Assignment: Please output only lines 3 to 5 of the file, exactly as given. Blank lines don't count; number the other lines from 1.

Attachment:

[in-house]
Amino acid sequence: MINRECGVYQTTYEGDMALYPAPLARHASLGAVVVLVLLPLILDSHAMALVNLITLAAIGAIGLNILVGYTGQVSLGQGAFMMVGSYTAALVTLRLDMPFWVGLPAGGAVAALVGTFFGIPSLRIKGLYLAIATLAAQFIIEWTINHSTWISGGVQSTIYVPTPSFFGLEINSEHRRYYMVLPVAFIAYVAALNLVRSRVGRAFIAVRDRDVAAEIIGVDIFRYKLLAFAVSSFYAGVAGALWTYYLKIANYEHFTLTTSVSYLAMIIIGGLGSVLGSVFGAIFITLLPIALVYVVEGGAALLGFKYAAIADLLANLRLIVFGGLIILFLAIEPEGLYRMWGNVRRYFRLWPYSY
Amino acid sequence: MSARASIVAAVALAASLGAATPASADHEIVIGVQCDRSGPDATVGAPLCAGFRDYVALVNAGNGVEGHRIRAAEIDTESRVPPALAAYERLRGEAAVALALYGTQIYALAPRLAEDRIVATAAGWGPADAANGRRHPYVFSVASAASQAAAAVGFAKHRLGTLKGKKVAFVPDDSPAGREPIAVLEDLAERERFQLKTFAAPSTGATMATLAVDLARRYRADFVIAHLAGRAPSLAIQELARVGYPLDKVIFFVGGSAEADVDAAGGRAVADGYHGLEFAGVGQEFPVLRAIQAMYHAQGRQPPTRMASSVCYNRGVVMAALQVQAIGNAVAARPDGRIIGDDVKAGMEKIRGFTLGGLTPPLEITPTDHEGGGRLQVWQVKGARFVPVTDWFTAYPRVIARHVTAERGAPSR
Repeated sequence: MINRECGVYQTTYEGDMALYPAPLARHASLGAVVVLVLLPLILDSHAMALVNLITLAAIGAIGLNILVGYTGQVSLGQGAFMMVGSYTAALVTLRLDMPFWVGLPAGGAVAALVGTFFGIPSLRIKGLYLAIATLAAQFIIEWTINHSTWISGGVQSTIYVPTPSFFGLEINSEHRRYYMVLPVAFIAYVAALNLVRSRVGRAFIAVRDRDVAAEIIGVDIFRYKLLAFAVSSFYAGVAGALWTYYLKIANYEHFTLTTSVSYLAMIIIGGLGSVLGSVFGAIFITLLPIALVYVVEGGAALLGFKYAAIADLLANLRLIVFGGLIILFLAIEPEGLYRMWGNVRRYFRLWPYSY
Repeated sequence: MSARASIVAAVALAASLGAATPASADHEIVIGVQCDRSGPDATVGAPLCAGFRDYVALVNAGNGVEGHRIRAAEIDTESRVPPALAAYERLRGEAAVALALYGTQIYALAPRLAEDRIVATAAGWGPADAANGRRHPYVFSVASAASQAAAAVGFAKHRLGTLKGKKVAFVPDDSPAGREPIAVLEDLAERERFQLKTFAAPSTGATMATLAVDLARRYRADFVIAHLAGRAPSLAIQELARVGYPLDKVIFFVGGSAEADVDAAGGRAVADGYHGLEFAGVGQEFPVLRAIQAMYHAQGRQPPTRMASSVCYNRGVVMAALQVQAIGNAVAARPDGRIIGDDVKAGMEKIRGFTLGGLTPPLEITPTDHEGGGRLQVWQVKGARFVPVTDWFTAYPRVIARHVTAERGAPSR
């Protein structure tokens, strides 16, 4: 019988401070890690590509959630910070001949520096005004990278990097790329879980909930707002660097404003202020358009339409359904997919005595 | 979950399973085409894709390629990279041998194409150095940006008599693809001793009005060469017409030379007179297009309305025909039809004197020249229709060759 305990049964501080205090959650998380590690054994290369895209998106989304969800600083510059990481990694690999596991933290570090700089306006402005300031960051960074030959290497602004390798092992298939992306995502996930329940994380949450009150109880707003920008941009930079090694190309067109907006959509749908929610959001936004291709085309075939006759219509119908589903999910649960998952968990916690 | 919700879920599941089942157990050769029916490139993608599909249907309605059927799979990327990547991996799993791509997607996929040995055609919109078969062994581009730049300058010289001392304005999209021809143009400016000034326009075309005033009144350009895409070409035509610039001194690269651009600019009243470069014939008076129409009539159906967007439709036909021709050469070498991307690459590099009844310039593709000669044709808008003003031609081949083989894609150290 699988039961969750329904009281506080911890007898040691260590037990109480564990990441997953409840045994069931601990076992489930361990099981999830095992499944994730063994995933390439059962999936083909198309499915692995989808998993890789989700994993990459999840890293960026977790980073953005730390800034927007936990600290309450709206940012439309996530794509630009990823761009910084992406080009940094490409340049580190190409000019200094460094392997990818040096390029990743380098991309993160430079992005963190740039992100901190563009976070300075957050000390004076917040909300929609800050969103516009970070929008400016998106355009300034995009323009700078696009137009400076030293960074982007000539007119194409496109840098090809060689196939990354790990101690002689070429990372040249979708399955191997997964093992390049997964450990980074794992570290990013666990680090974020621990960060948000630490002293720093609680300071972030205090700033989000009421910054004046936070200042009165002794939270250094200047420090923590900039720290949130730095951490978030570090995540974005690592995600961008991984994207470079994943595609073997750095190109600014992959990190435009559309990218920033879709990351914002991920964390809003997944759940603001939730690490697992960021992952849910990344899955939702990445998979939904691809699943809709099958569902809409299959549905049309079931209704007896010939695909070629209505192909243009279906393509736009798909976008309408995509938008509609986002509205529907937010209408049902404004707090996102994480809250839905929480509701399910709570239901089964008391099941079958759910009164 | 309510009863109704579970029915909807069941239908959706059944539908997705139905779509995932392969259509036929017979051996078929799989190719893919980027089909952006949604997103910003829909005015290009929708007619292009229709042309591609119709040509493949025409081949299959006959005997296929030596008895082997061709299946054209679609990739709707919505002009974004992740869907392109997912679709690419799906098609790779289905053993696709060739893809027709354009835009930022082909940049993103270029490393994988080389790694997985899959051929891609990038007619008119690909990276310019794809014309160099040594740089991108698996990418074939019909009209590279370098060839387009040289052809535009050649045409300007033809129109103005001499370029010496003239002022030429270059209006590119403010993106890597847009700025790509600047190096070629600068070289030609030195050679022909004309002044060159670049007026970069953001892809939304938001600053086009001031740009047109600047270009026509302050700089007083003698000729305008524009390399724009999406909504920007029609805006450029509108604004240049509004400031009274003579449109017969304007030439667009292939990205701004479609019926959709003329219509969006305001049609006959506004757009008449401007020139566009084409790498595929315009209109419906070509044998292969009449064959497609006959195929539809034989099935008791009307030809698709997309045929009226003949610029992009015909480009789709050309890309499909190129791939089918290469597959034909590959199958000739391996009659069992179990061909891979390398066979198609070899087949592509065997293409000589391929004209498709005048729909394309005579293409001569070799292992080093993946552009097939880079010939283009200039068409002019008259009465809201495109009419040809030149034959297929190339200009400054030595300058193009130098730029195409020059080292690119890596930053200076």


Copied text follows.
Amino acid sequence: MSARASIVAAVALAASLGAATPASADHEIVIGVQCDRSGPDATVGAPLCAGFRDYVALVNAGNGVEGHRIRAAEIDTESRVPPALAAYERLRGEAAVALALYGTQIYALAPRLAEDRIVATAAGWGPADAANGRRHPYVFSVASAASQAAAAVGFAKHRLGTLKGKKVAFVPDDSPAGREPIAVLEDLAERERFQLKTFAAPSTGATMATLAVDLARRYRADFVIAHLAGRAPSLAIQELARVGYPLDKVIFFVGGSAEADVDAAGGRAVADGYHGLEFAGVGQEFPVLRAIQAMYHAQGRQPPTRMASSVCYNRGVVMAALQVQAIGNAVAARPDGRIIGDDVKAGMEKIRGFTLGGLTPPLEITPTDHEGGGRLQVWQVKGARFVPVTDWFTAYPRVIARHVTAERGAPSR
Repeated sequence: MINRECGVYQTTYEGDMALYPAPLARHASLGAVVVLVLLPLILDSHAMALVNLITLAAIGAIGLNILVGYTGQVSLGQGAFMMVGSYTAALVTLRLDMPFWVGLPAGGAVAALVGTFFGIPSLRIKGLYLAIATLAAQFIIEWTINHSTWISGGVQSTIYVPTPSFFGLEINSEHRRYYMVLPVAFIAYVAALNLVRSRVGRAFIAVRDRDVAAEIIGVDIFRYKLLAFAVSSFYAGVAGALWTYYLKIANYEHFTLTTSVSYLAMIIIGGLGSVLGSVFGAIFITLLPIALVYVVEGGAALLGFKYAAIADLLANLRLIVFGGLIILFLAIEPEGLYRMWGNVRRYFRLWPYSY
Repeated sequence: MSARASIVAAVALAASLGAATPASADHEIVIGVQCDRSGPDATVGAPLCAGFRDYVALVNAGNGVEGHRIRAAEIDTESRVPPALAAYERLRGEAAVALALYGTQIYALAPRLAEDRIVATAAGWGPADAANGRRHPYVFSVASAASQAAAAVGFAKHRLGTLKGKKVAFVPDDSPAGREPIAVLEDLAERERFQLKTFAAPSTGATMATLAVDLARRYRADFVIAHLAGRAPSLAIQELARVGYPLDKVIFFVGGSAEADVDAAGGRAVADGYHGLEFAGVGQEFPVLRAIQAMYHAQGRQPPTRMASSVCYNRGVVMAALQVQAIGNAVAARPDGRIIGDDVKAGMEKIRGFTLGGLTPPLEITPTDHEGGGRLQVWQVKGARFVPVTDWFTAYPRVIARHVTAERGAPSR